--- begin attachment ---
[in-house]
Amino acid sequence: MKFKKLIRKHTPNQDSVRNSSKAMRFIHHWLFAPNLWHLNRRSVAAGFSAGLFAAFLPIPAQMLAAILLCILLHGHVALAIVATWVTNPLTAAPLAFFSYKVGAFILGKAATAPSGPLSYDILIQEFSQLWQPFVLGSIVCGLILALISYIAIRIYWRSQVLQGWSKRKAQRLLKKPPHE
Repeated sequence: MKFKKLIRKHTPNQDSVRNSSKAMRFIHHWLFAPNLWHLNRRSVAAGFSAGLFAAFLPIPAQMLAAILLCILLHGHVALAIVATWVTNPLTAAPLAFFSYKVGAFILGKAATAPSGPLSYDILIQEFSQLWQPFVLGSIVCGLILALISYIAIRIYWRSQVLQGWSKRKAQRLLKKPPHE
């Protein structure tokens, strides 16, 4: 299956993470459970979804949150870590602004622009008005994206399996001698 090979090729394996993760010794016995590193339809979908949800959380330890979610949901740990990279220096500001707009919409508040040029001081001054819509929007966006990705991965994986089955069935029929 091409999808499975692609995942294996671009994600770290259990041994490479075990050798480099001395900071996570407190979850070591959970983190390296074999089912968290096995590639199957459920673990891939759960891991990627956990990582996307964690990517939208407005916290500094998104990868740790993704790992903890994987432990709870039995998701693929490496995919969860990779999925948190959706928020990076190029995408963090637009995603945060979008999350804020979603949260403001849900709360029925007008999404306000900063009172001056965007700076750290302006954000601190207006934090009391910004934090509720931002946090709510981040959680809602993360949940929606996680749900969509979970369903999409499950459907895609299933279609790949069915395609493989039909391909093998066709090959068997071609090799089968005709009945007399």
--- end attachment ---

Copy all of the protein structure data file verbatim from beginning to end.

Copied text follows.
[in-house]
Amino acid sequence: MKFKKLIRKHTPNQDSVRNSSKAMRFIHHWLFAPNLWHLNRRSVAAGFSAGLFAAFLPIPAQMLAAILLCILLHGHVALAIVATWVTNPLTAAPLAFFSYKVGAFILGKAATAPSGPLSYDILIQEFSQLWQPFVLGSIVCGLILALISYIAIRIYWRSQVLQGWSKRKAQRLLKKPPHE
Repeated sequence: MKFKKLIRKHTPNQDSVRNSSKAMRFIHHWLFAPNLWHLNRRSVAAGFSAGLFAAFLPIPAQMLAAILLCILLHGHVALAIVATWVTNPLTAAPLAFFSYKVGAFILGKAATAPSGPLSYDILIQEFSQLWQPFVLGSIVCGLILALISYIAIRIYWRSQVLQGWSKRKAQRLLKKPPHE
């Protein structure tokens, strides 16, 4: 299956993470459970979804949150870590602004622009008005994206399996001698 090979090729394996993760010794016995590193339809979908949800959380330890979610949901740990990279220096500001707009919409508040040029001081001054819509929007966006990705991965994986089955069935029929 091409999808499975692609995942294996671009994600770290259990041994490479075990050798480099001395900071996570407190979850070591959970983190390296074999089912968290096995590639199957459920673990891939759960891991990627956990990582996307964690990517939208407005916290500094998104990868740790993704790992903890994987432990709870039995998701693929490496995919969860990779999925948190959706928020990076190029995408963090637009995603945060979008999350804020979603949260403001849900709360029925007008999404306000900063009172001056965007700076750290302006954000601190207006934090009391910004934090509720931002946090709510981040959680809602993360949940929606996680749900969509979970369903999409499950459907895609299933279609790949069915395609493989039909391909093998066709090959068997071609090799089968005709009945007399």